"Just as in the deep ocean, there has been a scarcity of data from deep in the Great Lakes, says Dr. Ellen Prager, a marine scientist and author of "Dangerous Earth: What We Wish We Knew About Volcanoes, Hurricanes, Climate Change, Earthquakes, and More."
"By revealing the unseen, scientists are now identifying the true extent of the impacts of climate change and for the Great Lakes this could mean region disruptions to seasonal patterns, ecological shifts and changes as of yet unidentified, the unknown unknowns," Prager says.
The great warming trend
This winter, the Great Lakes were way below normal for ice cover in January, with only 3% of the lakes frozen. Cities around the Great Lakes were several feet below normal for snowfall. With warmer than normal temperatures, this has been a trend during the past three decades, with a decreasing long-term trend in ice cover and several low-ice or nearly ice-free years since 1990.
Now we know, from this study, that the deep waters of Lake Michigan also reflect this. This could have dramatic impacts on the fisheries, recreation and the day-to-day weather in the Great Lakes region.
Lake Michigan was 10 degrees above normal during the summer of 2020. When you are that much above normal, it takes even more energy to cool the lake to where it needs to be in the winter months. This has a huge impact on lake effect snow as well.
"When the lakes are completely ice-covered, that moisture isn't available and it effectively shuts down the development of snow," says CNN meteorologist Dave Hennen. With a warmer lake, the lake effect snow will continue longer than it normally would.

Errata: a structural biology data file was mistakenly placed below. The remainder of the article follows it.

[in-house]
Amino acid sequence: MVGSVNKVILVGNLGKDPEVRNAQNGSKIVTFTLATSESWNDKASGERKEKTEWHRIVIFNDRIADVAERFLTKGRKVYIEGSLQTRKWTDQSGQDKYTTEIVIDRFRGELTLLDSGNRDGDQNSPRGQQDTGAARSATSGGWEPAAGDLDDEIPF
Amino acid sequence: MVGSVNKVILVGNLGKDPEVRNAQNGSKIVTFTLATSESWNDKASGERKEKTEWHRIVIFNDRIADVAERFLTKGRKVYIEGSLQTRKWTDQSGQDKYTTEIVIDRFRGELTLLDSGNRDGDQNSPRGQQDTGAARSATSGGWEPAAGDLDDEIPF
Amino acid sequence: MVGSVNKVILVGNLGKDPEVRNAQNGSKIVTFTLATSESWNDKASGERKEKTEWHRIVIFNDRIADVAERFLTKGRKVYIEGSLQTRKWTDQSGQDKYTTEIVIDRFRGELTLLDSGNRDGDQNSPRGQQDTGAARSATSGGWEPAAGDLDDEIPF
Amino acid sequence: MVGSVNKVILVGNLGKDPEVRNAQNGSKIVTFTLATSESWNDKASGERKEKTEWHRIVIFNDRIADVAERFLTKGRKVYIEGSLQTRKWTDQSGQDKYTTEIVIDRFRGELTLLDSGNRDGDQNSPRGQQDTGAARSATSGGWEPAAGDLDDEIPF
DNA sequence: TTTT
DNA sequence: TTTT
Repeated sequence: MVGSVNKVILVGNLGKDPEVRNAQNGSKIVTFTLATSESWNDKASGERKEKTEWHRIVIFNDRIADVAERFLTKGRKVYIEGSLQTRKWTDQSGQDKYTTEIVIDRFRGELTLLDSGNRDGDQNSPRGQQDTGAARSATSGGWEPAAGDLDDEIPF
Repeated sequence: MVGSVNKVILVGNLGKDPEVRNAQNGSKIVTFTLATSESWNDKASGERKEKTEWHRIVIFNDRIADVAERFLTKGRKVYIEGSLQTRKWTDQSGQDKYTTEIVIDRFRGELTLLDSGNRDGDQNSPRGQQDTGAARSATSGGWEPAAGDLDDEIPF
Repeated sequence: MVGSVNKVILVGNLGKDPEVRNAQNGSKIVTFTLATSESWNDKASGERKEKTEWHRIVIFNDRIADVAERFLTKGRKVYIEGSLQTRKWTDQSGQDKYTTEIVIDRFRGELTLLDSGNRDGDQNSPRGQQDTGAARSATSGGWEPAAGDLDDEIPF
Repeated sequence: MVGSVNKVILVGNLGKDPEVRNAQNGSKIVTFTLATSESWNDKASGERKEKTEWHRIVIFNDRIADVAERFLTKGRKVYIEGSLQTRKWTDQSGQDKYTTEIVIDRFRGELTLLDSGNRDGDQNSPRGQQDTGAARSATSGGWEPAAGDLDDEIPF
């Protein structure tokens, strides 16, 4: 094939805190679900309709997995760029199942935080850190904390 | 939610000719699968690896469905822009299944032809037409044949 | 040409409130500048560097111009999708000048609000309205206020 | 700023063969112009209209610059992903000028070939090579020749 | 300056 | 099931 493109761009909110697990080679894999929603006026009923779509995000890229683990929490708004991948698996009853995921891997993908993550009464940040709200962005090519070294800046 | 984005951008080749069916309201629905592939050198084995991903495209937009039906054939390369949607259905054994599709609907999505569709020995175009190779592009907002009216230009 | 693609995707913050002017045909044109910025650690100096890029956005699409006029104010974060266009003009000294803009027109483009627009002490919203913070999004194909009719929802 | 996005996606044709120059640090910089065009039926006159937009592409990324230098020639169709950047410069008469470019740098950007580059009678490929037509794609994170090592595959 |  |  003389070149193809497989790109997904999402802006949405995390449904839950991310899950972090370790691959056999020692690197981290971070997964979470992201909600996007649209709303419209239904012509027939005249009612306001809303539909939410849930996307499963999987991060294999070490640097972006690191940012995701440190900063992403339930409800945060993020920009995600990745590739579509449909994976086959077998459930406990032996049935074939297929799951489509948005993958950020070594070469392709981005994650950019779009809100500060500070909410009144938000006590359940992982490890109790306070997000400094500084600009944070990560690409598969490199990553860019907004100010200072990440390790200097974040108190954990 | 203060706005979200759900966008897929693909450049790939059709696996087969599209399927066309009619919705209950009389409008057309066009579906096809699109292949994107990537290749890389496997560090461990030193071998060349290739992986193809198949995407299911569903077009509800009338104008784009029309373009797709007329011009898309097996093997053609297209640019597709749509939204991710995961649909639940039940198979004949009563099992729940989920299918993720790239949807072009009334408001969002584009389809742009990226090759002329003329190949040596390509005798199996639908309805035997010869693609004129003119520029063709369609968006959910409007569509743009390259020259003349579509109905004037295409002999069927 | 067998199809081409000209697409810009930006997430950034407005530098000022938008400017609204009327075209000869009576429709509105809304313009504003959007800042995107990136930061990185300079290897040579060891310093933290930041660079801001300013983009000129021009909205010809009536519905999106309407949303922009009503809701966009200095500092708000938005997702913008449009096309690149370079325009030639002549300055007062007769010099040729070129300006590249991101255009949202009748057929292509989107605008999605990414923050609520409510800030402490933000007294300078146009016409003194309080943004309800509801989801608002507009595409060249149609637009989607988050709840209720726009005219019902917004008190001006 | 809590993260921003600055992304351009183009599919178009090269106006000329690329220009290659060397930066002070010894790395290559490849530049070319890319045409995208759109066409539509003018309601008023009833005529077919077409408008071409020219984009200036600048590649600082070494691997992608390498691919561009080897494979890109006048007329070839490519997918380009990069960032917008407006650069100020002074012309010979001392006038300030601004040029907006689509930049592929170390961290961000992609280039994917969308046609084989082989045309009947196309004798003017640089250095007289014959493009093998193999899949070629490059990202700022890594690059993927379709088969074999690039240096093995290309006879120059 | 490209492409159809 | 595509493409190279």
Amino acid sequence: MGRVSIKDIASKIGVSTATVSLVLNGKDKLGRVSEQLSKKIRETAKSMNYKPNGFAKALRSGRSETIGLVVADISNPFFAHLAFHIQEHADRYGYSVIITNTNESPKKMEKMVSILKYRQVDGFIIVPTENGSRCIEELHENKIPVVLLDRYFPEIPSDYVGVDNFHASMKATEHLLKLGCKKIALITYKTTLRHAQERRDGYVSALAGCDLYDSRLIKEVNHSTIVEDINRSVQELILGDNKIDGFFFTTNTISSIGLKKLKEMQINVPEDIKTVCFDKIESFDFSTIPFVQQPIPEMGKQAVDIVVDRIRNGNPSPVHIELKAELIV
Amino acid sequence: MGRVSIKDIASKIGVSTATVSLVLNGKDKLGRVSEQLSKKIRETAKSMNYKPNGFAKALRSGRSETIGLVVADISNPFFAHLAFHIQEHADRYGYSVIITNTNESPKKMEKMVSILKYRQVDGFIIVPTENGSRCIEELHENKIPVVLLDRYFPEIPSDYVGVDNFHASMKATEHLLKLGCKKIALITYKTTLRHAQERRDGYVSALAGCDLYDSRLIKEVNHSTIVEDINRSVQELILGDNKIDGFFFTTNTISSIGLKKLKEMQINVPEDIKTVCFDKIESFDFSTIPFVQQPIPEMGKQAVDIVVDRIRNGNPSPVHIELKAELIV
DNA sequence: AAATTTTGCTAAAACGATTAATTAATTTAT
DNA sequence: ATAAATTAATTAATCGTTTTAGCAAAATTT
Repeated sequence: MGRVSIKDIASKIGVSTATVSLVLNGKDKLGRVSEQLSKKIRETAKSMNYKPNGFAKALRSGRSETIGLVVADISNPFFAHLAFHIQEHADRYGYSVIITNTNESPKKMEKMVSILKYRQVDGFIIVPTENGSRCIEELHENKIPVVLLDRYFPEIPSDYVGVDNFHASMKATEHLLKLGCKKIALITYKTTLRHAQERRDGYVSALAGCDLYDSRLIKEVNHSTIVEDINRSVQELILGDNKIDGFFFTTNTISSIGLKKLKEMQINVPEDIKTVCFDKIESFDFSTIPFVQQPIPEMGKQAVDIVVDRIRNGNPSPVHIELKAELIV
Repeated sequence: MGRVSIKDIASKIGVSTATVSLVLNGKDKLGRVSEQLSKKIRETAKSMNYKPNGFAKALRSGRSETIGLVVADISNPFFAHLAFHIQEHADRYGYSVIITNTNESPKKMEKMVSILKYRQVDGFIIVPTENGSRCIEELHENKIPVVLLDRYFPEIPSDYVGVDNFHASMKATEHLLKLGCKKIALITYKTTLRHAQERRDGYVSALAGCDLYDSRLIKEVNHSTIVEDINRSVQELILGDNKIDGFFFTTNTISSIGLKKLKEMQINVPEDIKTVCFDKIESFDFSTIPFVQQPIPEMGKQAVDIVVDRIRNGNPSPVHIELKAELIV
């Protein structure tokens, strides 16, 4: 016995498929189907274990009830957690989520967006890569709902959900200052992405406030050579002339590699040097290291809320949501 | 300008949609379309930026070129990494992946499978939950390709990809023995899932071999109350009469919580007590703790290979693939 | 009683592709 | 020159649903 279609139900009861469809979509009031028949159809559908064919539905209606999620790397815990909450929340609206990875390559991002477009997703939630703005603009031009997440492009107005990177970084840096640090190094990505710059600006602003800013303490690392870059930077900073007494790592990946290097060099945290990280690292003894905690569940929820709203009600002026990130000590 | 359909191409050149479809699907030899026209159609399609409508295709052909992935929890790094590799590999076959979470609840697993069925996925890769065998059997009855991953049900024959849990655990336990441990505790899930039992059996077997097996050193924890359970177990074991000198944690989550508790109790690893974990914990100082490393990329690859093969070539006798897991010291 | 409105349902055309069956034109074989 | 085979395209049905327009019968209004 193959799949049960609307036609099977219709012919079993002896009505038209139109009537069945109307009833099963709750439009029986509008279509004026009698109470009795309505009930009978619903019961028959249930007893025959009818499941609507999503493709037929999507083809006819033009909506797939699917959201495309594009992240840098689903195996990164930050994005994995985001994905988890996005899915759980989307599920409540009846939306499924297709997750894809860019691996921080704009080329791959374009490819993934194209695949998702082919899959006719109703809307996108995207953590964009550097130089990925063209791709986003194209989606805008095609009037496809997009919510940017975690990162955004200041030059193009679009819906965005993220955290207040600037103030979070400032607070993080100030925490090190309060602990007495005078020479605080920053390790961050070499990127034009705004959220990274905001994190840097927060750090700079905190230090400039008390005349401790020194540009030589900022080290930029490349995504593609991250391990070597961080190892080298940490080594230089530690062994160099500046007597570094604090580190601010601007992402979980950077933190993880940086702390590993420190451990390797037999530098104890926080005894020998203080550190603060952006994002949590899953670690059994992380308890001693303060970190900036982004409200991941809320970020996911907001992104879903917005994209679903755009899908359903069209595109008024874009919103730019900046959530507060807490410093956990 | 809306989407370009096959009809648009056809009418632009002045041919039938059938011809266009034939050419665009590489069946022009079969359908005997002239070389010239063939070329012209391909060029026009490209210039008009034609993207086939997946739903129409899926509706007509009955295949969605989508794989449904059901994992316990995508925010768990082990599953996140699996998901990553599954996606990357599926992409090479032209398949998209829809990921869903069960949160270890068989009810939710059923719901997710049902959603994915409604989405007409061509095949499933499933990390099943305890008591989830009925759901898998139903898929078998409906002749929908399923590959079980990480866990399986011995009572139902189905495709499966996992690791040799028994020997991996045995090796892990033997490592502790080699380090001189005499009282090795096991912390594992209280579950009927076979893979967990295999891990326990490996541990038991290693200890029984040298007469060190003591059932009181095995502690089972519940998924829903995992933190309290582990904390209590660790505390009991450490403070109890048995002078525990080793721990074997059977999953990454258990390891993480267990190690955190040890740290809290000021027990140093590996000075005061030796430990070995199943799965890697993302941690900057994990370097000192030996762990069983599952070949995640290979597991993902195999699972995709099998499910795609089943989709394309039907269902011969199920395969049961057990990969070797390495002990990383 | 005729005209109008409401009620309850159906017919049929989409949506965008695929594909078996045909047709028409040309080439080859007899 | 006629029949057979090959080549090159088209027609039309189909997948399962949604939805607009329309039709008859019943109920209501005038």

Disruption of the entire food web
The region is home to more than 30 million people, many of whom rely on the lakes for income. The Great Lakes are the most extensive surface freshwater system globally and are warming faster than the world's oceans.
The study suggests that with the dramatic changes to the water's seasonal mixing patterns, this "would inevitably disrupt the structure of its entire food web, a change that could have negative impacts on fisheries and recreation."
The Great Lakes support a combined $7 billion recreational, commercial and tribal fisheries, so a disruption in the food web could mean a tremendous hit to the region's economy.
"Lake whitefish spawn and deposit their eggs on the bottom in shallow nearshore waters, so in years of extensive ice cover their eggs will be protected from waves and storm surge, says GLERL fishery biologist Ed Rutherford.